Learning by Doing
The newly opened Center for Innovation & Design at Friends’ Central School helps students engage in experiential education focused on STEAM concepts.
by Matt Cosentino

While the traditional models of education still hold great value in the 21st century, the days of students simply sitting in a classroom and reciting historical facts or solving math equations are long gone. Experiential learning has transformed education, a concept fully embraced by Friends’ Central School.

Founded in 1845, Friends’ Central sits across two idyllic campuses in Wynnewood and serves children in nursery school through grade 12. The idea of engaging students in hands-on experiences to stimulate their creativity, skills, and interests, give them a better grasp of course material, and prepare them to excel in college and careers has long been a staple of the curriculum. This year, however, Friends’ Central has taken it to a completely new level.
Guided by demand for increased opportunities for STEAM—science, technology, engineering, the arts, and mathematics—the school created the Center for Innovation & Design (CID), which caters to students in grades six through 12. Phase I of the center opened this year under the leadership of co-directors CJ Keller and Matthew Schoifet, and guided by the vision of Head of School Beth D. Johnson ’77. The goals of the CID: to foster collaboration among different disciplines, to expand STEAM offerings, and to help students to pursue their passions while developing problem-solving skills.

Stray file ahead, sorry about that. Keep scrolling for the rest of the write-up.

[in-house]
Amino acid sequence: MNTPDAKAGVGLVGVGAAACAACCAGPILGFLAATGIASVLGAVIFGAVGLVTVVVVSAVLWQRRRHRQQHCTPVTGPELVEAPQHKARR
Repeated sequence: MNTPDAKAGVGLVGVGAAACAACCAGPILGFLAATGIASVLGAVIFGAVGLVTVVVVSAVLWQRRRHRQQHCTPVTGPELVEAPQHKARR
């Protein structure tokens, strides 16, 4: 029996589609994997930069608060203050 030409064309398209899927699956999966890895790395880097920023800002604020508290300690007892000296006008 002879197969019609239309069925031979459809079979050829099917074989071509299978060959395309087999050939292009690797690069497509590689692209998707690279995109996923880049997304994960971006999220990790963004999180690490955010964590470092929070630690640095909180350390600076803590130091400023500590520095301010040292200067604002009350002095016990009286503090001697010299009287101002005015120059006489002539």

“I’ve been a physics teacher for eight years, and what I’ve learned is that you can’t just teach physics with math in the classroom,” Schoifet says. “Obviously, that’s important if students want to go on to be scientists or engineers, but a center like this really gives us an opportunity to connect science concepts that we’re doing in the classroom to the real world. And it’s not just science, but concepts in English, history, and math as well.”
Situated in a renovated gymnasium on the school’s City Avenue campus, the CID has 6,800 square feet of space and includes studios for design and prototyping, fabrication, technology, and robotics. Keller was part of the process from the beginning and visited similar centers at peer schools, local colleges, and universities, and even professional spaces in Philadelphia, to come up with ideas. Over the summer, he and the rest of the team worked closely with current and former students to prepare Phase I of the CID for the school year.
“[Experiential learning] was something we had before, just in different pockets of our school,” Keller says. “Often we’d have students working on something in our makerspace and they would need a certain tool from the woodshop, so they would have to physically carry their project across campus to get one thing cut and then bring it back. It wasn’t the most efficient way to create. Now we have everything under one roof. Students are exposed to different disciplines and serendipitous exchanges between grade levels just because we have the room to have everyone in here at the same time. It inspires them creatively.”